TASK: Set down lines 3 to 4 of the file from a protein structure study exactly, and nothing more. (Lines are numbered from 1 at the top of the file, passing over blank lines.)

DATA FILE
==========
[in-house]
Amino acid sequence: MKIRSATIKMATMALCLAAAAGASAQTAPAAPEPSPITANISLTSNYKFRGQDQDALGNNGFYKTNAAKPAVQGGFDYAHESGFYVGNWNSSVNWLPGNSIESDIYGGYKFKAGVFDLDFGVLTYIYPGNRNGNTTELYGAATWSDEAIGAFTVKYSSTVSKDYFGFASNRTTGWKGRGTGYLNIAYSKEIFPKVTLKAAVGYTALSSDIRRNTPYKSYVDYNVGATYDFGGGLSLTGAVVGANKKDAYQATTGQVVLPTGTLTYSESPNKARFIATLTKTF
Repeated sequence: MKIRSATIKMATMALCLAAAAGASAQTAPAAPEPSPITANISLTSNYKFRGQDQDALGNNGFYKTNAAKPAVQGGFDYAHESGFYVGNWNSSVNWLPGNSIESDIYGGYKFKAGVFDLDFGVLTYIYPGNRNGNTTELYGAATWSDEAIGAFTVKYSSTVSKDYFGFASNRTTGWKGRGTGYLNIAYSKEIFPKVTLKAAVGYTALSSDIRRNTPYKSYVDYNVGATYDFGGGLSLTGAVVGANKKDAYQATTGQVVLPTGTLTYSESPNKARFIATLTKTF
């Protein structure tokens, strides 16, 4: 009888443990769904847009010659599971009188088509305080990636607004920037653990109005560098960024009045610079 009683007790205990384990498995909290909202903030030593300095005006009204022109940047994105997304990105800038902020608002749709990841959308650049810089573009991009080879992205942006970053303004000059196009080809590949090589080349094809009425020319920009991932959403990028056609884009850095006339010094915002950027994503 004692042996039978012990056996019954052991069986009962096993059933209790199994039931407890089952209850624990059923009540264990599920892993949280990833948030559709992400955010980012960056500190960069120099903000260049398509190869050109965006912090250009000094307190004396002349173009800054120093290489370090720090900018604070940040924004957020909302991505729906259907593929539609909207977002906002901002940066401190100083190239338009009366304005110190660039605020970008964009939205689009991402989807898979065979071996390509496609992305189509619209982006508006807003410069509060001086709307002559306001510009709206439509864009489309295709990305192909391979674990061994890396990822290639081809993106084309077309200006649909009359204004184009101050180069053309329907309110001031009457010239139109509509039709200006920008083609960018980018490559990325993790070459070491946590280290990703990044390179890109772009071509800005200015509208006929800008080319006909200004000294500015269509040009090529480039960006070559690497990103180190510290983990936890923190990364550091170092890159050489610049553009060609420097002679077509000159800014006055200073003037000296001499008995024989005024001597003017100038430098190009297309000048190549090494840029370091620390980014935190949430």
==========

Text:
Repeated sequence: MKIRSATIKMATMALCLAAAAGASAQTAPAAPEPSPITANISLTSNYKFRGQDQDALGNNGFYKTNAAKPAVQGGFDYAHESGFYVGNWNSSVNWLPGNSIESDIYGGYKFKAGVFDLDFGVLTYIYPGNRNGNTTELYGAATWSDEAIGAFTVKYSSTVSKDYFGFASNRTTGWKGRGTGYLNIAYSKEIFPKVTLKAAVGYTALSSDIRRNTPYKSYVDYNVGATYDFGGGLSLTGAVVGANKKDAYQATTGQVVLPTGTLTYSESPNKARFIATLTKTF
């Protein structure tokens, strides 16, 4: 009888443990769904847009010659599971009188088509305080990636607004920037653990109005560098960024009045610079 009683007790205990384990498995909290909202903030030593300095005006009204022109940047994105997304990105800038902020608002749709990841959308650049810089573009991009080879992205942006970053303004000059196009080809590949090589080349094809009425020319920009991932959403990028056609884009850095006339010094915002950027994503 004692042996039978012990056996019954052991069986009962096993059933209790199994039931407890089952209850624990059923009540264990599920892993949280990833948030559709992400955010980012960056500190960069120099903000260049398509190869050109965006912090250009000094307190004396002349173009800054120093290489370090720090900018604070940040924004957020909302991505729906259907593929539609909207977002906002901002940066401190100083190239338009009366304005110190660039605020970008964009939205689009991402989807898979065979071996390509496609992305189509619209982006508006807003410069509060001086709307002559306001510009709206439509864009489309295709990305192909391979674990061994890396990822290639081809993106084309077309200006649909009359204004184009101050180069053309329907309110001031009457010239139109509509039709200006920008083609960018980018490559990325993790070459070491946590280290990703990044390179890109772009071509800005200015509208006929800008080319006909200004000294500015269509040009090529480039960006070559690497990103180190510290983990936890923190990364550091170092890159050489610049553009060609420097002679077509000159800014006055200073003037000296001499008995024989005024001597003017100038430098190009297309000048190549090494840029370091620390980014935190949430």